Try not to overwhelm your employer with reasons why you are taking time off. If it requires any explanation – try to book a one-on-one meeting with your manager, and discuss it then. 

Highlight your preparation in the time off request email. Show your employer you planned your time off carefully, and that it will not affect your workload, your team, or the company as a whole. 

Also, make sure to leave your employer with a route to contact you in case of emergencies. This might be their bigger concern for approving your time off request.

Lastly, make sure to send the time off request email on time. Sending it a day or two before the date you start your vacation will be, not only inappropriate, but also against company policy. Try to inform yourself of how long in advance you should send your time off request email.  

Sample Time Off Request Email Templates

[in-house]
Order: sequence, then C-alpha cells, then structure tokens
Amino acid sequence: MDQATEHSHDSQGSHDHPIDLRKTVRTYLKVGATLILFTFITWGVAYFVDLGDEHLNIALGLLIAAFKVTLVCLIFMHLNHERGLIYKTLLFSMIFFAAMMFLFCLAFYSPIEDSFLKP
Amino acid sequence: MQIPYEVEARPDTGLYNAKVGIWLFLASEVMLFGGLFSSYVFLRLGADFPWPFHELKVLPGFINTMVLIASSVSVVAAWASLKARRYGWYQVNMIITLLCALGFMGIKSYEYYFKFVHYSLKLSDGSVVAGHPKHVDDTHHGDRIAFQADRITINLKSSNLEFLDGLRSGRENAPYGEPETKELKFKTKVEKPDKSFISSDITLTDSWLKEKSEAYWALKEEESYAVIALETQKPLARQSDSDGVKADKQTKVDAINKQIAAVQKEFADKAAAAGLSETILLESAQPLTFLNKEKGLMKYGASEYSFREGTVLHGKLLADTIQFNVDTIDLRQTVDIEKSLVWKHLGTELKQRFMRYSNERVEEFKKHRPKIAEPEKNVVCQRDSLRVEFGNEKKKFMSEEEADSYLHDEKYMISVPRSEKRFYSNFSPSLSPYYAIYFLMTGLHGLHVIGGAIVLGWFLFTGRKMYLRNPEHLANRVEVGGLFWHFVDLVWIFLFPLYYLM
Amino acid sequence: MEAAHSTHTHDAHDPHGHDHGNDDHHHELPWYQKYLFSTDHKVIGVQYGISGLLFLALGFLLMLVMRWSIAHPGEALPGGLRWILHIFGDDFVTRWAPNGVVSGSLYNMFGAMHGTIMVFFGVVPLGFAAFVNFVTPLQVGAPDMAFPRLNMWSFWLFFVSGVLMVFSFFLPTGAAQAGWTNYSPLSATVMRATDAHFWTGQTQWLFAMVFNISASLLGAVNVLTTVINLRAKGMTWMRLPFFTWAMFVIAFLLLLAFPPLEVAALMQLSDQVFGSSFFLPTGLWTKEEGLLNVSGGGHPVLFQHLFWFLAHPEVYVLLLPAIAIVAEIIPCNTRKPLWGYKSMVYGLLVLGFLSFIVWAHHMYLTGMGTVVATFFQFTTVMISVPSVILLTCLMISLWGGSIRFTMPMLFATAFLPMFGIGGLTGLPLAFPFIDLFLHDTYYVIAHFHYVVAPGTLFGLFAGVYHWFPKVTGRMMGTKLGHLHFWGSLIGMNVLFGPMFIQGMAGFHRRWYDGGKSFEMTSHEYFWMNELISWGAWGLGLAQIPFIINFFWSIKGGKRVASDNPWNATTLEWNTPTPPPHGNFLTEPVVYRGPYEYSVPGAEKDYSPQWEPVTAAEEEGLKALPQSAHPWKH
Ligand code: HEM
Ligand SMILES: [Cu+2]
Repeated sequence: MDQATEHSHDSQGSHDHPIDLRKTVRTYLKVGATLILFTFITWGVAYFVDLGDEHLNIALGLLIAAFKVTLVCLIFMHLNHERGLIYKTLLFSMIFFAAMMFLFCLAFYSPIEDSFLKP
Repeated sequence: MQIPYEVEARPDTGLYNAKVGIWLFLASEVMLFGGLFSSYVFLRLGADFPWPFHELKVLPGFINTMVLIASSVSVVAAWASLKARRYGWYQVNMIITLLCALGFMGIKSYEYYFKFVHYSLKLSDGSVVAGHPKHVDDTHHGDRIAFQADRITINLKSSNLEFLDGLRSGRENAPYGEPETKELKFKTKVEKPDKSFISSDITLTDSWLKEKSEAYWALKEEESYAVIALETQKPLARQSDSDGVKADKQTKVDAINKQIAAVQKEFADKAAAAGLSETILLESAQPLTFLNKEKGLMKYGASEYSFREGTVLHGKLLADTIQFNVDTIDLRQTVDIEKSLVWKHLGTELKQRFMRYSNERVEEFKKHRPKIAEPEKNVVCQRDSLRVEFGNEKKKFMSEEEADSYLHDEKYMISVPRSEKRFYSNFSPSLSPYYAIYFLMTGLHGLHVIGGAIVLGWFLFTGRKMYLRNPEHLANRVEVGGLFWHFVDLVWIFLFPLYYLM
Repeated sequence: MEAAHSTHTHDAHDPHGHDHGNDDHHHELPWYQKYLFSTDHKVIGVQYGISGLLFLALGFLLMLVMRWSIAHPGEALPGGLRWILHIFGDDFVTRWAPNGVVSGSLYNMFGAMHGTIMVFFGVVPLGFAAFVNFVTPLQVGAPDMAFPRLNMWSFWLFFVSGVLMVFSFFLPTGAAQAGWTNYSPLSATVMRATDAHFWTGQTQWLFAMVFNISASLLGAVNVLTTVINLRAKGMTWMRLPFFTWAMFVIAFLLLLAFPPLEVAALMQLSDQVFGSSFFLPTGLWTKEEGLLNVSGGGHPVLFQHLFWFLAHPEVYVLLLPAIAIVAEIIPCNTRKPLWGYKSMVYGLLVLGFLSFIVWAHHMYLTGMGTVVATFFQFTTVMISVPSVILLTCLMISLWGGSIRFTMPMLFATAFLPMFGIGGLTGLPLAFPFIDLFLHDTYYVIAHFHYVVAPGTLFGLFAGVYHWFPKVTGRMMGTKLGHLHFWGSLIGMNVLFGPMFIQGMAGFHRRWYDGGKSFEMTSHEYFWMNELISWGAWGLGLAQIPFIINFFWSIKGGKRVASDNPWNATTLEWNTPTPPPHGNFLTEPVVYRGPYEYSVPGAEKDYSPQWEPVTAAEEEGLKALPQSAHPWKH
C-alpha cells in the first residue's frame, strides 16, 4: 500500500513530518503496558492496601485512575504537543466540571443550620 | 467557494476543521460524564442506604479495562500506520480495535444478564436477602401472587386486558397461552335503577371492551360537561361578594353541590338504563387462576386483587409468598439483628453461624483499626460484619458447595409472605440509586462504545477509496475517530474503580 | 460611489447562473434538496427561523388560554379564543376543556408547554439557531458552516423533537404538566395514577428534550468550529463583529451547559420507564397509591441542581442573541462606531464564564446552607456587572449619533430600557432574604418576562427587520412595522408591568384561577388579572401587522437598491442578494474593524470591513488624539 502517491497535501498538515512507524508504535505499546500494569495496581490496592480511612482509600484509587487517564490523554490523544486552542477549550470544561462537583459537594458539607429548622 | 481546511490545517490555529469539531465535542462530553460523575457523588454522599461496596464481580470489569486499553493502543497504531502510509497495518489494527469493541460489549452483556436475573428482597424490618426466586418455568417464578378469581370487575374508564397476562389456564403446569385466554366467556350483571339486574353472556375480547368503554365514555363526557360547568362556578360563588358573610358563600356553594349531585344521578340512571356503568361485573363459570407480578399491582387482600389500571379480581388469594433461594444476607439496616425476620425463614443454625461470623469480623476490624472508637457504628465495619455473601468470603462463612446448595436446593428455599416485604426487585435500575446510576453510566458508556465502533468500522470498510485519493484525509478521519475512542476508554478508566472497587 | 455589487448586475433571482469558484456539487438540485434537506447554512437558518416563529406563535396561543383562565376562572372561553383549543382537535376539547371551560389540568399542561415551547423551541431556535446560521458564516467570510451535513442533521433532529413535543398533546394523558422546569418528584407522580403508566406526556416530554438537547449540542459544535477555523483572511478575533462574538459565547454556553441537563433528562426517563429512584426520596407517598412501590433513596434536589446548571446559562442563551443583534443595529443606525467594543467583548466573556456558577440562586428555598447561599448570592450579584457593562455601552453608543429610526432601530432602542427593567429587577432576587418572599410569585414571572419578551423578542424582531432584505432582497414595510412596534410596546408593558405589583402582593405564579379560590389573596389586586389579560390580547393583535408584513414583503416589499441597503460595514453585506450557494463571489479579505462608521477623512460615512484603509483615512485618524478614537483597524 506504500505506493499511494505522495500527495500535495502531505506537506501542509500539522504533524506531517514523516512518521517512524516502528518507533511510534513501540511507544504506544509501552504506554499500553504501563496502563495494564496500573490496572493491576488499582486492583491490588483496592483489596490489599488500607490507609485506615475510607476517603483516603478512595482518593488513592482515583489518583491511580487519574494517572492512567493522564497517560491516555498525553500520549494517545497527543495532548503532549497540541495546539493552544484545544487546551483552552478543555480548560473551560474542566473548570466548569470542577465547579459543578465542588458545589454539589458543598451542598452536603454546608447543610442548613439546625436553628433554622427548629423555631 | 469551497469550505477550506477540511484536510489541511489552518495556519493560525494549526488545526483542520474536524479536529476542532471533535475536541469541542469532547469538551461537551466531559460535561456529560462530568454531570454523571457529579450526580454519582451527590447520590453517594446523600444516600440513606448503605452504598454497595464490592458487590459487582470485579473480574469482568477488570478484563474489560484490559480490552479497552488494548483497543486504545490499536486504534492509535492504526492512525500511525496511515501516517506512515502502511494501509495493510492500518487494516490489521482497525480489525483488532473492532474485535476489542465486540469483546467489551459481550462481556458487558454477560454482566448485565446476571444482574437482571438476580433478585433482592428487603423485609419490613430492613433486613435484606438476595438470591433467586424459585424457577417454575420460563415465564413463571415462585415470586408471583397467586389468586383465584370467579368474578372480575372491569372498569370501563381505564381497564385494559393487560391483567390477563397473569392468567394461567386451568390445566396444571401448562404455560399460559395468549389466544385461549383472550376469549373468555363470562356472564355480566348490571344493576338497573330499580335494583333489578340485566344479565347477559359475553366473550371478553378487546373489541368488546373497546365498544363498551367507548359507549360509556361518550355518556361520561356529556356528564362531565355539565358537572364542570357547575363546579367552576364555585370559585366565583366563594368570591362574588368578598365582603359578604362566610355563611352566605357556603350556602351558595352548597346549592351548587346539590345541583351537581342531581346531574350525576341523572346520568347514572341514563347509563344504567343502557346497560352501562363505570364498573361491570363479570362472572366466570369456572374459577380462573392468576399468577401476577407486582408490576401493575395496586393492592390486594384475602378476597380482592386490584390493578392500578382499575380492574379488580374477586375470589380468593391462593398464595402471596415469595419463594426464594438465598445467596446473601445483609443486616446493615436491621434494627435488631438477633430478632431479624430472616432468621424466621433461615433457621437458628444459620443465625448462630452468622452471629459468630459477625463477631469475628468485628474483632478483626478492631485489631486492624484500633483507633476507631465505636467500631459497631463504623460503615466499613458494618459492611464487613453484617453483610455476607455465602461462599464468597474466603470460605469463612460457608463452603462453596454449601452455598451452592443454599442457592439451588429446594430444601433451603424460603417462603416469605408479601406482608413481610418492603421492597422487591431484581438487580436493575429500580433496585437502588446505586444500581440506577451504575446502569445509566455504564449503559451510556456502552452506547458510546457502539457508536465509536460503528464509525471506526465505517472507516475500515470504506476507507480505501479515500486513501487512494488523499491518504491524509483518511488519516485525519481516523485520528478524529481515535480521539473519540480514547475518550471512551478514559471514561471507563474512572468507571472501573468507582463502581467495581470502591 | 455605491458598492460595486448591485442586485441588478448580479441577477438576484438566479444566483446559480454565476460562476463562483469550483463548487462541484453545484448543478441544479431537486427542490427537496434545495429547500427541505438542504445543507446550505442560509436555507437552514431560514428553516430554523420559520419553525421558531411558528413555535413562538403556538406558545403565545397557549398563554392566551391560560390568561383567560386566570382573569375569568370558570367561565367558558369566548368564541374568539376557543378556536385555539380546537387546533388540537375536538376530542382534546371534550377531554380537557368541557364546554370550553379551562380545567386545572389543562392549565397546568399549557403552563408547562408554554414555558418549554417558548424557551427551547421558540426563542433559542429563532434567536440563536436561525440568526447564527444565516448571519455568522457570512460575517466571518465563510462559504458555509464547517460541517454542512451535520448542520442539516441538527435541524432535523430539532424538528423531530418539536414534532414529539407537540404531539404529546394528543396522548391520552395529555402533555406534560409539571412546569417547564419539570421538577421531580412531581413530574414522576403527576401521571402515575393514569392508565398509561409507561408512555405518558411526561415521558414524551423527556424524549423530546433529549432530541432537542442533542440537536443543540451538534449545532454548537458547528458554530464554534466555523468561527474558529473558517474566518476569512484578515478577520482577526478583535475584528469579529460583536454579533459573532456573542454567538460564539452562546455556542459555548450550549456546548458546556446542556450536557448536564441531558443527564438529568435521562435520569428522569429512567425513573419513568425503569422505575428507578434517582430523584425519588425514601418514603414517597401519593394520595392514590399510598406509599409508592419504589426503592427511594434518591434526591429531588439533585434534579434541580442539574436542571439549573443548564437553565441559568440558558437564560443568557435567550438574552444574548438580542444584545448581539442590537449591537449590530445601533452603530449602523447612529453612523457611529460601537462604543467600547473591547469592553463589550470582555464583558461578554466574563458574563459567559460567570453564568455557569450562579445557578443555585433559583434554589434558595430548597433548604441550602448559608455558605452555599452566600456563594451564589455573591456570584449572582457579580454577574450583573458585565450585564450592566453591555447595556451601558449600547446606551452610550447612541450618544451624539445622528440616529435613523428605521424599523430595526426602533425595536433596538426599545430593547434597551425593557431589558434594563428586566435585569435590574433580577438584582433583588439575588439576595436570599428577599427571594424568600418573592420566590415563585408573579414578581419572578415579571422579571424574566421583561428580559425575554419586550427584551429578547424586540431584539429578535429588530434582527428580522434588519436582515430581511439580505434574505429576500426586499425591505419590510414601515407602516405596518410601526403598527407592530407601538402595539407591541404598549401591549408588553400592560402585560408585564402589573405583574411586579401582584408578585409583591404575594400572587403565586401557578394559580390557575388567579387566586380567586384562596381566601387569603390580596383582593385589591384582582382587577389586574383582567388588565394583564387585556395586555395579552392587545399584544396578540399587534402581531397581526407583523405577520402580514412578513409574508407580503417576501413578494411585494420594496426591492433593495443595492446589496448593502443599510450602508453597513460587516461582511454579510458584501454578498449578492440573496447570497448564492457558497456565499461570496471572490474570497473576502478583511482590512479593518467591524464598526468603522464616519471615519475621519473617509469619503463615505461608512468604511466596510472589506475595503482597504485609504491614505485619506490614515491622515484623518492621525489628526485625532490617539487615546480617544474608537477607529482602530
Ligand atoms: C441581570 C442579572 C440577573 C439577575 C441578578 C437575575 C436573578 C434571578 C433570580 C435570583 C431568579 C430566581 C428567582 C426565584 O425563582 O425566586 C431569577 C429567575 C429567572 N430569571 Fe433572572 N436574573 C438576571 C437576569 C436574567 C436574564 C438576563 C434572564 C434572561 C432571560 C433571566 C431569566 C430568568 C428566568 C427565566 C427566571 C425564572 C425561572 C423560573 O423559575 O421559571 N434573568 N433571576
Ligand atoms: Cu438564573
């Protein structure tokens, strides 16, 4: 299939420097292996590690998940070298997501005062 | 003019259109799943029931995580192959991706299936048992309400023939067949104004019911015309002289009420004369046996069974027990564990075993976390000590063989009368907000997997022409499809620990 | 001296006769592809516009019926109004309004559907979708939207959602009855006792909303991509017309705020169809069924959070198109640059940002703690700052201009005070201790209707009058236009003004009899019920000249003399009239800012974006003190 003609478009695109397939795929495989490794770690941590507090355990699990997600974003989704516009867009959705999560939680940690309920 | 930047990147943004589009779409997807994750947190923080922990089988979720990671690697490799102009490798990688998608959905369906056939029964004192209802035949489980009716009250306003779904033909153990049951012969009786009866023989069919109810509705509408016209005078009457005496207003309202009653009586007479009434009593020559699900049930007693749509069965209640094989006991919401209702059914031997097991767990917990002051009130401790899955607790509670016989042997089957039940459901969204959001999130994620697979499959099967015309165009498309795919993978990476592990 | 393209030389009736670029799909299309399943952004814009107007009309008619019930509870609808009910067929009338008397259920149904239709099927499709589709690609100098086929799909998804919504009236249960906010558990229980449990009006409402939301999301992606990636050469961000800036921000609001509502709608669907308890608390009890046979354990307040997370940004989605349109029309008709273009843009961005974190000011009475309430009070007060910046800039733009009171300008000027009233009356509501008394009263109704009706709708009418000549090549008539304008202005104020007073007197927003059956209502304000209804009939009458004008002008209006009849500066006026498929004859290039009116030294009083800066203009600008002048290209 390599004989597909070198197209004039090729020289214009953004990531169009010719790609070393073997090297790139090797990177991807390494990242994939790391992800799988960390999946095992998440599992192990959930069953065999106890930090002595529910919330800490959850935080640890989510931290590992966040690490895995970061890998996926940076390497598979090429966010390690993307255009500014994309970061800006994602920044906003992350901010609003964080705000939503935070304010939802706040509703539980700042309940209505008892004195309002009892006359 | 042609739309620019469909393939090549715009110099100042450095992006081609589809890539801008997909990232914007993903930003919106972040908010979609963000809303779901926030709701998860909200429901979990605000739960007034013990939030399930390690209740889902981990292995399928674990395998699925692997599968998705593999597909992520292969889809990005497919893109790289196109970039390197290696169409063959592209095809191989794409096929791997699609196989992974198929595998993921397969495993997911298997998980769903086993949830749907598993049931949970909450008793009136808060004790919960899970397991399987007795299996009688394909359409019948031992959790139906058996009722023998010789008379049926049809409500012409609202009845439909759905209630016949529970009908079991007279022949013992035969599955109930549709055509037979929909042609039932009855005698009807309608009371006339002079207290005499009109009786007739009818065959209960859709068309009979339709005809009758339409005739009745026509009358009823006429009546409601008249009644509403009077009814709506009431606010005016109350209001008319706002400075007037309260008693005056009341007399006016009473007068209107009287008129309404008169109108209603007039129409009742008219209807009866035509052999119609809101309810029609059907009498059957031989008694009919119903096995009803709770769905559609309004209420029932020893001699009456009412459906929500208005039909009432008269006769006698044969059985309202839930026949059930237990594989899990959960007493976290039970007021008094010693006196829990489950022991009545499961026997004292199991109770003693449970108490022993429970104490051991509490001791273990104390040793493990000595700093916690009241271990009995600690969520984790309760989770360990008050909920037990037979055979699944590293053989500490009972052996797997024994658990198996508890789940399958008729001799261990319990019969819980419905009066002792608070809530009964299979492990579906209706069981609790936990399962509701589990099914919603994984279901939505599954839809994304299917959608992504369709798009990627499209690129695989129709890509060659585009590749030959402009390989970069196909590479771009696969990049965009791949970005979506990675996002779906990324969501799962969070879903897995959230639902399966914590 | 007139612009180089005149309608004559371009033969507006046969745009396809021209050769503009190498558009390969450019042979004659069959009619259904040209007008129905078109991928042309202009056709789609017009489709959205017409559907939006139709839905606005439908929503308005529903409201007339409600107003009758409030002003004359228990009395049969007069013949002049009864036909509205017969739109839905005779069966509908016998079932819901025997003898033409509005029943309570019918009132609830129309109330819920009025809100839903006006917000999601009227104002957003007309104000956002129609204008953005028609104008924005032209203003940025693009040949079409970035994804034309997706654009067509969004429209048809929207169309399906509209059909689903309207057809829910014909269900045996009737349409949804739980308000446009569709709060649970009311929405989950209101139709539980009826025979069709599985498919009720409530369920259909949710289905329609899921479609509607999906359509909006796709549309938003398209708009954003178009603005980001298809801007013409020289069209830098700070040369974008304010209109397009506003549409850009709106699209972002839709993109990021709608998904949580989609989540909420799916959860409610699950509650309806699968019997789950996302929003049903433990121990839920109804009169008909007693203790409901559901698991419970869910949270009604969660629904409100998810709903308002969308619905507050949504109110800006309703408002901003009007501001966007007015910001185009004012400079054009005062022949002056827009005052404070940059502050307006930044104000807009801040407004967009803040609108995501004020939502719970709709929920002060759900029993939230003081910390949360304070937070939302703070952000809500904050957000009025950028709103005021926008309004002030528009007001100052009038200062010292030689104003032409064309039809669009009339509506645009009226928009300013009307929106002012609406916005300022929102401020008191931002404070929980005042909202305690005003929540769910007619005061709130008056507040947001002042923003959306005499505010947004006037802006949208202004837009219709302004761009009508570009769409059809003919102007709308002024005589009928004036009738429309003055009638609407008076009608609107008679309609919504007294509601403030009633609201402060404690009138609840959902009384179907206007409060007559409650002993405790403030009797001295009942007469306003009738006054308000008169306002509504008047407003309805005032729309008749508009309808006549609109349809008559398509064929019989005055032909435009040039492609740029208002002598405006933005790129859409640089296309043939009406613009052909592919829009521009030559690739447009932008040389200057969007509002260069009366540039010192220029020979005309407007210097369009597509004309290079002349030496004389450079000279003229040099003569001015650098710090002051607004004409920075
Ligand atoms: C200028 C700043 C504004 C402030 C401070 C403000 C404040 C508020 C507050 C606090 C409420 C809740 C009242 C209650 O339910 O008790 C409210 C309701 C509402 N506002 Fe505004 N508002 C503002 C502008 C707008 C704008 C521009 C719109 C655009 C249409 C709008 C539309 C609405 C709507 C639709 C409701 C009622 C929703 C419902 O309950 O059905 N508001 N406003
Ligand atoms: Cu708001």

You know what you need to write, but how do you phrase it? You want it to sound respectful and reassuring. So, here are a couple of templates to help you craft it:

  1. Standard time off request – Subject line: Time Off Request [Your Name]

Dear [Manager’s Name],

I hope this email finds you well. I am writing to request formally [number] of days off, starting from [start date] to [end date]. I’m requesting time off to [provide reason here if you want to].

I have ensured that my tasks are up-to-date and have briefed [add a colleague’s name] to handle any emergencies during my time off.

Please let me know if my request is approved, or if you have any questions or concerns.

Best regards,
[Your name]
  1. Emergency Time Off Request – Subject line: Urgent Time Off Request [Your name]

Dear [Manager’s Name]